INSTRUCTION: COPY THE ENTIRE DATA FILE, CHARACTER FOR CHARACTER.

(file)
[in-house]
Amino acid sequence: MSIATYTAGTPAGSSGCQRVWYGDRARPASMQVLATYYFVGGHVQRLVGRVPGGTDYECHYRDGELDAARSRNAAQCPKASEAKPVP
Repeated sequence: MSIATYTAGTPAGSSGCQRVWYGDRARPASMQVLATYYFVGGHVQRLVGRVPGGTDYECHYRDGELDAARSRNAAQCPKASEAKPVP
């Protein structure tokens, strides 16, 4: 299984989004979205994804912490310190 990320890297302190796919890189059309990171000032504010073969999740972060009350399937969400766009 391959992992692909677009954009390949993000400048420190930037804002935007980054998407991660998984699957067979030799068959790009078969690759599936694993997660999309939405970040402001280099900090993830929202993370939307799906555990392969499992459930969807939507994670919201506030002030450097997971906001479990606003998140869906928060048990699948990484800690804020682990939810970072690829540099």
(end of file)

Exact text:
[in-house]
Amino acid sequence: MSIATYTAGTPAGSSGCQRVWYGDRARPASMQVLATYYFVGGHVQRLVGRVPGGTDYECHYRDGELDAARSRNAAQCPKASEAKPVP
Repeated sequence: MSIATYTAGTPAGSSGCQRVWYGDRARPASMQVLATYYFVGGHVQRLVGRVPGGTDYECHYRDGELDAARSRNAAQCPKASEAKPVP
């Protein structure tokens, strides 16, 4: 299984989004979205994804912490310190 990320890297302190796919890189059309990171000032504010073969999740972060009350399937969400766009 391959992992692909677009954009390949993000400048420190930037804002935007980054998407991660998984699957067979030799068959790009078969690759599936694993997660999309939405970040402001280099900090993830929202993370939307799906555990392969499992459930969807939507994670919201506030002030450097997971906001479990606003998140869906928060048990699948990484800690804020682990939810970072690829540099």